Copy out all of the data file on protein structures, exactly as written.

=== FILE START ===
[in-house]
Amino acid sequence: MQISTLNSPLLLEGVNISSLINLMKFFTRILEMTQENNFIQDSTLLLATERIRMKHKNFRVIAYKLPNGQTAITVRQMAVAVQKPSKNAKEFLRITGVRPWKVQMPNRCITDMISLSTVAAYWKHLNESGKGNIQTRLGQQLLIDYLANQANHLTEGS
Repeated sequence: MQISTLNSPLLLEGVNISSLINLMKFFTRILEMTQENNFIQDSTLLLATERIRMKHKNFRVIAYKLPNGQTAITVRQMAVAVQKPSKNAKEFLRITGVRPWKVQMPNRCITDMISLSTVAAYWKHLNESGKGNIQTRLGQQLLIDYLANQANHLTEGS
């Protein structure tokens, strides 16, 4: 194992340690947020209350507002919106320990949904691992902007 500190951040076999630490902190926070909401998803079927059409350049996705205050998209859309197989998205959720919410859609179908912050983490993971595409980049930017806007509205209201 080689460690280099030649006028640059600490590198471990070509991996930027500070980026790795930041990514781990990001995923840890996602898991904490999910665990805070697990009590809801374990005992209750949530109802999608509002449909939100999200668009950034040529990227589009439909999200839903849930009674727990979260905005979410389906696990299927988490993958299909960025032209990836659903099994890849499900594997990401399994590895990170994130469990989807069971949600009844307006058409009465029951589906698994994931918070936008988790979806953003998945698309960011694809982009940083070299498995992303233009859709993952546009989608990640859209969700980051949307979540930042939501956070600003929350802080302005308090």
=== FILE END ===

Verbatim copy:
[in-house]
Amino acid sequence: MQISTLNSPLLLEGVNISSLINLMKFFTRILEMTQENNFIQDSTLLLATERIRMKHKNFRVIAYKLPNGQTAITVRQMAVAVQKPSKNAKEFLRITGVRPWKVQMPNRCITDMISLSTVAAYWKHLNESGKGNIQTRLGQQLLIDYLANQANHLTEGS
Repeated sequence: MQISTLNSPLLLEGVNISSLINLMKFFTRILEMTQENNFIQDSTLLLATERIRMKHKNFRVIAYKLPNGQTAITVRQMAVAVQKPSKNAKEFLRITGVRPWKVQMPNRCITDMISLSTVAAYWKHLNESGKGNIQTRLGQQLLIDYLANQANHLTEGS
């Protein structure tokens, strides 16, 4: 194992340690947020209350507002919106320990949904691992902007 500190951040076999630490902190926070909401998803079927059409350049996705205050998209859309197989998205959720919410859609179908912050983490993971595409980049930017806007509205209201 080689460690280099030649006028640059600490590198471990070509991996930027500070980026790795930041990514781990990001995923840890996602898991904490999910665990805070697990009590809801374990005992209750949530109802999608509002449909939100999200668009950034040529990227589009439909999200839903849930009674727990979260905005979410389906696990299927988490993958299909960025032209990836659903099994890849499900594997990401399994590895990170994130469990989807069971949600009844307006058409009465029951589906698994994931918070936008988790979806953003998945698309960011694809982009940083070299498995992303233009859709993952546009989608990640859209969700980051949307979540930042939501956070600003929350802080302005308090």